A shorter 30 yard version of the range was brought back into service in March 1914.[11] As well as rifle practise, this range was also used for testing machine guns.[12]

The mound behind the targets continued to be shown on Ordnance Survey maps until at least 1947 and was likely partially levelled for the building of Crosland Moor Airfield.

Discovering Old Huddersfield

Extract from Discovering Old Huddersfield (1993-2002) by Gordon & Enid Minter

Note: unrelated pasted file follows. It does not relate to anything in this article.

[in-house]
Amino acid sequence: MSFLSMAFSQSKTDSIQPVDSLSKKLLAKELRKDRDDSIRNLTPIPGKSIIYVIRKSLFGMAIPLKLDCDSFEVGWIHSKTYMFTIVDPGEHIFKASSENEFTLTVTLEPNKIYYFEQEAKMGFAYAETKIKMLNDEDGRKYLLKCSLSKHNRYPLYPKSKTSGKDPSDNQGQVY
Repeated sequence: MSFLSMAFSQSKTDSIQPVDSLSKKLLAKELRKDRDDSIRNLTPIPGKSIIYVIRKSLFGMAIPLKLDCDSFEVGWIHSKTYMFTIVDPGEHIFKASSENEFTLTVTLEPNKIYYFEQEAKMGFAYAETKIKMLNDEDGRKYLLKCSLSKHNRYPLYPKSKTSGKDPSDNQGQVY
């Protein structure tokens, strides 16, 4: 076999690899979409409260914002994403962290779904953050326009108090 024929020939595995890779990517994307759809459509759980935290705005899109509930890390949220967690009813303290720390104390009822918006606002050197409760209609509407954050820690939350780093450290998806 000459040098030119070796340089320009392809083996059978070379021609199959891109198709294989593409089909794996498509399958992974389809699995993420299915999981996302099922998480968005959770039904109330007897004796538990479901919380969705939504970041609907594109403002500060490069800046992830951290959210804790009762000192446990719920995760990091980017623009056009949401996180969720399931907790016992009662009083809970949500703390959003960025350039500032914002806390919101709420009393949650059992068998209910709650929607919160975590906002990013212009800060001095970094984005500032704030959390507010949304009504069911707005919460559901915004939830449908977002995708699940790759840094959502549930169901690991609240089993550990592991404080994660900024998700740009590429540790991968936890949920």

During the last decade of the nineteenth century the boundary lane and the land nearby was used as a thousand yard (903 M) rifle-range. Today there is no trace of the small magazine or the target although the site of the latter may be seen from Sands House Lane. To locate it stand in front of the boulder on the east (left) side of the lane and look west. About four hundred yards (363 M) away there is what appears to be a large mound which, according to our calculations, is on the very spot. It is tempting to think that this actually was the stop-butt against which the targets were placed but closer investigation reveals that the mound is the end of a spoil heap some 250 yards long. The range had marker butts at hundred yard (90 M) intervals and beyond five hundred yards (454 M) the markers were very close to the boundary lane. Looking across the quarry towards Thewlis Lane the approximate position of the nine hundred yard (818 M) marker may be calculated (with the help of the map). To hit the target from such a distance must surely have called for expert marksmanship and more than a little luck.